I was so nervous. We had to move the start time up an hour because the current was so slow, so I was up at 4:00am trying to eat breakfast (cold leftover pizza in the hotel room, an energy drink to give me some caffeine, and Cliff bars.Yum), and worried that the race would take me 13+ hours due to the slow current. Once arriving to the starting line everyone was putting on sunscreen, and hoping it would last for 12 hours. There were only two port-a-potties for all 33 racers plus their kayakers! I was still nervous through all the preparations and waiting to get in the water, but as soon as we got the kayaks in the river and I was walking in, I was ready. I was eager to get started. I kept thinking, “Don’t go out too fast. Stick to a steady pace. No racing until mile 30.” (Yeah right, by mile 30 there was no way I could add any speed to my stroke).
The whistle blew, we were off, and all my nerves disappeared. It was just me and the sound of rushing water in my ears. For 12 hours.
Were there any points where you were like “heck no, this is crazy”? What kept you from quitting?
There were a lot of times in my training when I just didn’t feel like swimming or working out. A back injury halfway through my training set me back two weeks and I was thinking I might not be able to keep going. I was also still battling my feet problems and I wasn’t sure if they would be able to handle kicking for such a long distance (though I drag my feet way more than I actually kick).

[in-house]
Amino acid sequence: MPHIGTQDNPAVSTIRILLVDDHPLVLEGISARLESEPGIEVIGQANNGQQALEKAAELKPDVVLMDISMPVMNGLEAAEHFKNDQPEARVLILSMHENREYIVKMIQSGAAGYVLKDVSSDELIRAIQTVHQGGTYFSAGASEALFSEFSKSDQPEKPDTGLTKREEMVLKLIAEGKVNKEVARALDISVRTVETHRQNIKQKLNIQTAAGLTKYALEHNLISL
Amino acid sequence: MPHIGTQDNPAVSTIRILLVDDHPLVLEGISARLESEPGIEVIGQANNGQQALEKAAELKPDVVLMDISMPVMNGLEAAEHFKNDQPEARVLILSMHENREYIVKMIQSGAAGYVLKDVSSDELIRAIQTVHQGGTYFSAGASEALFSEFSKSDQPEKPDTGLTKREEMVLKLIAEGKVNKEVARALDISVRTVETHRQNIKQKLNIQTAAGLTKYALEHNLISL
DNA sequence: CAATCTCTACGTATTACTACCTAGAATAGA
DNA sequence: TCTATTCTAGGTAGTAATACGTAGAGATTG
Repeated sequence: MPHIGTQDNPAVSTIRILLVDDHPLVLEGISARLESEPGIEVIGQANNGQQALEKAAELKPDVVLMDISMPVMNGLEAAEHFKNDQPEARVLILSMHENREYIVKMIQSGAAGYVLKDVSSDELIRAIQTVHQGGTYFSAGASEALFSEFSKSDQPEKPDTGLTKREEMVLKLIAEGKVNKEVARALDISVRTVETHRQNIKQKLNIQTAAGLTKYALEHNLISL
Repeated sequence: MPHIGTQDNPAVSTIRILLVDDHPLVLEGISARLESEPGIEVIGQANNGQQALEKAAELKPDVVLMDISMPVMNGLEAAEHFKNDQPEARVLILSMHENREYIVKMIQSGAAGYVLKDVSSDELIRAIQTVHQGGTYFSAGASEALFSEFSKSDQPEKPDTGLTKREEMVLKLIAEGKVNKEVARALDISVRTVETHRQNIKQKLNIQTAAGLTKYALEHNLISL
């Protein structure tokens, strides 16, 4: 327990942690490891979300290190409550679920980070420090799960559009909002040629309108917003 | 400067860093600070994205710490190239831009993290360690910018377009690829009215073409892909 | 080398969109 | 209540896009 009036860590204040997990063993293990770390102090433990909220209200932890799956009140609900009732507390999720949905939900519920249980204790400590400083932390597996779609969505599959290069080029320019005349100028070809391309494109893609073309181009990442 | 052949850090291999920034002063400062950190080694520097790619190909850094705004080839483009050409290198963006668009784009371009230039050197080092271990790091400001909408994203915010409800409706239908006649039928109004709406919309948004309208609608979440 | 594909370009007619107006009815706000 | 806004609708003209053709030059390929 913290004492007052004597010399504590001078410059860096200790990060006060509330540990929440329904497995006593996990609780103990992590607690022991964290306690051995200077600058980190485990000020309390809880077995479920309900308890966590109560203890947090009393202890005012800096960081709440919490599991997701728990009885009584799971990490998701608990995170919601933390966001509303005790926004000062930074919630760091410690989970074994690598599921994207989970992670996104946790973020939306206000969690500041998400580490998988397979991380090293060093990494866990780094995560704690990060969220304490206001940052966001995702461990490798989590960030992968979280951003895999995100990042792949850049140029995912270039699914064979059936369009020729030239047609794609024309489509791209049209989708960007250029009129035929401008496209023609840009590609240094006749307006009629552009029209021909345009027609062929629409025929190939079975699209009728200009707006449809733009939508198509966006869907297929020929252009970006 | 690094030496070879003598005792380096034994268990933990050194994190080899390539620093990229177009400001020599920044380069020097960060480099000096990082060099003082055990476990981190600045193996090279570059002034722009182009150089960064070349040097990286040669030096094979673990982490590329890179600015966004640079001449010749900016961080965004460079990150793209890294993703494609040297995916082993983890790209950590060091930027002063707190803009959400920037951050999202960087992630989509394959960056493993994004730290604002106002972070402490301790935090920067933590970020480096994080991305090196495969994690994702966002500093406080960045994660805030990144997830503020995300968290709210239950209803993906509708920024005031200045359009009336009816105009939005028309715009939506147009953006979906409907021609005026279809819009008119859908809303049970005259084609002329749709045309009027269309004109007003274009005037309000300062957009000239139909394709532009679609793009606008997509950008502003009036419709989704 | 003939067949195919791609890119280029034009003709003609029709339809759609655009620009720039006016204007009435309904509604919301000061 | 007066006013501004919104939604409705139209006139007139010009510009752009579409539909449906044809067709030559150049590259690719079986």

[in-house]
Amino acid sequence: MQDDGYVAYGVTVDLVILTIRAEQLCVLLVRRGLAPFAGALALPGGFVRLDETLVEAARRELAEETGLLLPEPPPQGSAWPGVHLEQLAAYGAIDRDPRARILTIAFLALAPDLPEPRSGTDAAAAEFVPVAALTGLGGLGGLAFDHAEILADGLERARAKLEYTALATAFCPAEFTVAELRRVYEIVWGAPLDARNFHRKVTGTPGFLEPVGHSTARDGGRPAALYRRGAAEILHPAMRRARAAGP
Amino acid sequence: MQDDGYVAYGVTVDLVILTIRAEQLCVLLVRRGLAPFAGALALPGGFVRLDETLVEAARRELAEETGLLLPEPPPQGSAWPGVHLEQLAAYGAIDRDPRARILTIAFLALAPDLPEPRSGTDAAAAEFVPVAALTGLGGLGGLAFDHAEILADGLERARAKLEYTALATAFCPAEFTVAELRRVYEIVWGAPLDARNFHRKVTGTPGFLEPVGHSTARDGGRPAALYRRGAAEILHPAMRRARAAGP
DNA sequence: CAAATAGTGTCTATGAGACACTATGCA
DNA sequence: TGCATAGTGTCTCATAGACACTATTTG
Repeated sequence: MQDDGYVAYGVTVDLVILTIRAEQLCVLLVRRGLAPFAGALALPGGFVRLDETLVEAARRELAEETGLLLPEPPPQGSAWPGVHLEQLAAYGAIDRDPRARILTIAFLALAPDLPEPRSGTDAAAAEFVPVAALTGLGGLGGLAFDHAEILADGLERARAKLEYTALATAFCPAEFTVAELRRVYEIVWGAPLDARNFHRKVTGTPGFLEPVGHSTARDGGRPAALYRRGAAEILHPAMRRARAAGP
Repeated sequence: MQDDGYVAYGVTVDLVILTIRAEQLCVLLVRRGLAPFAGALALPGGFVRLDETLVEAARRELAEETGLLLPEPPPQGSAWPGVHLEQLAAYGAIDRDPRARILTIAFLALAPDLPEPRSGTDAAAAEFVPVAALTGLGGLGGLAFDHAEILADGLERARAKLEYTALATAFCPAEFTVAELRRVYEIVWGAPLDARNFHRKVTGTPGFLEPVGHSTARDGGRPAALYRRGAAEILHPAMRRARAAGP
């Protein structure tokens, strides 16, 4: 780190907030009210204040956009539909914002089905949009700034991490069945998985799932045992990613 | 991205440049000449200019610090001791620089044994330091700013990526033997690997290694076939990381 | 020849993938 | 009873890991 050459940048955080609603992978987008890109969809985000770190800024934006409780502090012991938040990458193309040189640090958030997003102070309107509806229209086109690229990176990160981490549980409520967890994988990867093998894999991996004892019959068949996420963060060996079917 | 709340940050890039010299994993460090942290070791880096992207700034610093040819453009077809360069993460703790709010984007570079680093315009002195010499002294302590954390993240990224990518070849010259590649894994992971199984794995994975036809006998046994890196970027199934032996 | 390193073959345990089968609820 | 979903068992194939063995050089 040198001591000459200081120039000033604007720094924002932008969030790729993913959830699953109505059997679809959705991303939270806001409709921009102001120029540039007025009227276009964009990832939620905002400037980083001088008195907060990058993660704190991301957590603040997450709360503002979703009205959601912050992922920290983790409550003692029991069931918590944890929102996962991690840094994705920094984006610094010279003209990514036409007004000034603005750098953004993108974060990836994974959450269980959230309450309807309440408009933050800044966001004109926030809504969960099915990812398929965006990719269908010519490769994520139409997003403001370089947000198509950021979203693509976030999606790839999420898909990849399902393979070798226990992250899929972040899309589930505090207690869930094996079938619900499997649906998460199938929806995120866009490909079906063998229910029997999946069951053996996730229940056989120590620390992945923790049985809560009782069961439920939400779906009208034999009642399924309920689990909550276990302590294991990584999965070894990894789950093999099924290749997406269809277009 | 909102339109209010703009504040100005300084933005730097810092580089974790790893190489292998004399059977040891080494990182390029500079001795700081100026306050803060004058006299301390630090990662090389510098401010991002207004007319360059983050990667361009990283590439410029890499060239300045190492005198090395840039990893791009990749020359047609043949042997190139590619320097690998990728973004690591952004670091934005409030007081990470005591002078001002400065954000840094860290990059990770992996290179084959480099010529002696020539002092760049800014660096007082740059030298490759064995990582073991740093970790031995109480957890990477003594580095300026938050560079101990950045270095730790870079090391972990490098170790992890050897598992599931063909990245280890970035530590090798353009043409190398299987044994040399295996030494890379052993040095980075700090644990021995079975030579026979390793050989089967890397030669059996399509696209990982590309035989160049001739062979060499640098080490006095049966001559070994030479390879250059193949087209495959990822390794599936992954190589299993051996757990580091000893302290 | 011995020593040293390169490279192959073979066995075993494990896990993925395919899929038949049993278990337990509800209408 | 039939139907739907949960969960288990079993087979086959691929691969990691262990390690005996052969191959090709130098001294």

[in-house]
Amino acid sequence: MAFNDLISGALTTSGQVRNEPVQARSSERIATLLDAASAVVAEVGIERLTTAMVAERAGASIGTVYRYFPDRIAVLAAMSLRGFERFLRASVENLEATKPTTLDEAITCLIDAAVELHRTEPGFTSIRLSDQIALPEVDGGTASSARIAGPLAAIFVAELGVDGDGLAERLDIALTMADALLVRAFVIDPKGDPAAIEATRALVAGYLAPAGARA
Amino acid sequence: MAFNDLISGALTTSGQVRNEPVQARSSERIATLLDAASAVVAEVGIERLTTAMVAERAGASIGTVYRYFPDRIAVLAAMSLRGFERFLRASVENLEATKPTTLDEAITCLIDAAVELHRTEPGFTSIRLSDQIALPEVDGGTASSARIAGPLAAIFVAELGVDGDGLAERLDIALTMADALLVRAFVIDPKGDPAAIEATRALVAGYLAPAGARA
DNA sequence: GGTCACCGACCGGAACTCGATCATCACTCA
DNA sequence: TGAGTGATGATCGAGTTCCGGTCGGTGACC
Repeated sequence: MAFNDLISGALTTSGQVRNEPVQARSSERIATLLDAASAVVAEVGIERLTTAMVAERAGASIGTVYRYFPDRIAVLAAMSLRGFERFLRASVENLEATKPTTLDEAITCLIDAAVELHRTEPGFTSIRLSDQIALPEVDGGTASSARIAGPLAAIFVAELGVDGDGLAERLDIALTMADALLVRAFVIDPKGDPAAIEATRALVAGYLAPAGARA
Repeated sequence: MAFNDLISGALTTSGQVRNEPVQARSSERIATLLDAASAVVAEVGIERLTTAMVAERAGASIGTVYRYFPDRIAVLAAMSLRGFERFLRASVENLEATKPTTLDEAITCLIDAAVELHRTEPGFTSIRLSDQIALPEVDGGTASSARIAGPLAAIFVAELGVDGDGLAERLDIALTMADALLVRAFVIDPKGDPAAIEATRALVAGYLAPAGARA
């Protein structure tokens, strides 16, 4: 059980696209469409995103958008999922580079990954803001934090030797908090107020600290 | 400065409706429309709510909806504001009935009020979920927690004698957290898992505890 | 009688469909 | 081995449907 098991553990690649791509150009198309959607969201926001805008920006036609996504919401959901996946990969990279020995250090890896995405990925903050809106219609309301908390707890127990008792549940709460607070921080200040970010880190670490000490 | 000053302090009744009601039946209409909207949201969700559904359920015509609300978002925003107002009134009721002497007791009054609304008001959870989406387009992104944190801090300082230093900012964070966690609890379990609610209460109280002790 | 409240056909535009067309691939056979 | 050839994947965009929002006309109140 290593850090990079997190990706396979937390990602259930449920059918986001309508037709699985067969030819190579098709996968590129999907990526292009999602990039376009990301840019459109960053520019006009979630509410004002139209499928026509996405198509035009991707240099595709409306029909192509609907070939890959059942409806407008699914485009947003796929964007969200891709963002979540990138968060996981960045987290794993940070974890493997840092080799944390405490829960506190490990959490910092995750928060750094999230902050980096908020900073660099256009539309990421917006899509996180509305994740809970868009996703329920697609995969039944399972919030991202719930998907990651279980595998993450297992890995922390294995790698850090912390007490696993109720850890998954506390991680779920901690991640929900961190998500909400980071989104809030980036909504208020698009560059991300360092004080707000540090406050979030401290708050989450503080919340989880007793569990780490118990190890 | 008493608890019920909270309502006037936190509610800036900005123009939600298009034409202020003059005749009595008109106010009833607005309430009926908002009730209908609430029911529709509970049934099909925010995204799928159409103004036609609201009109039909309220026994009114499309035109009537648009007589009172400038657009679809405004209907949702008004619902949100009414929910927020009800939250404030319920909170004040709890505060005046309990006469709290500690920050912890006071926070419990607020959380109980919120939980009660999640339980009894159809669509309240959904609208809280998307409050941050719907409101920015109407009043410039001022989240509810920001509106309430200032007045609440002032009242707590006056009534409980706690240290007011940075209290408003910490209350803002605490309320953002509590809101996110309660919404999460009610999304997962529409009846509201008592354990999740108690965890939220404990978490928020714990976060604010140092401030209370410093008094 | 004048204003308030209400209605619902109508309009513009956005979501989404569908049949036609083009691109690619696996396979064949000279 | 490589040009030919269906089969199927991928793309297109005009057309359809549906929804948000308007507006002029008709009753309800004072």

During the race there was never a moment when I wanted to quit; I was so set on finishing no matter what. But I was worried I was getting hypothermia and kept wondering if I did have it, would I be aware enough to stop? However, there were no places to stop in the race! I would have had to swim to shore, sit in the freezing wind, with no clothes or towel, and wait for a boat to come pick me up. I realized if I didn’t already have it, I would definitely get hypothermia if I did that.
I also had overworked my right shoulder due to over-sighting, and with 19 miles left to go I was in excruciating pain. I had to drag my arm in the water for a couple of miles because it was too painful to lift it out. Finally I decided it wasn’t broken, I hadn’t torn anything, and I wasn’t going to quit, so I just pushed through. I definitely felt the pain for a couple weeks after, but it’s 100% back to normal now, three weeks later.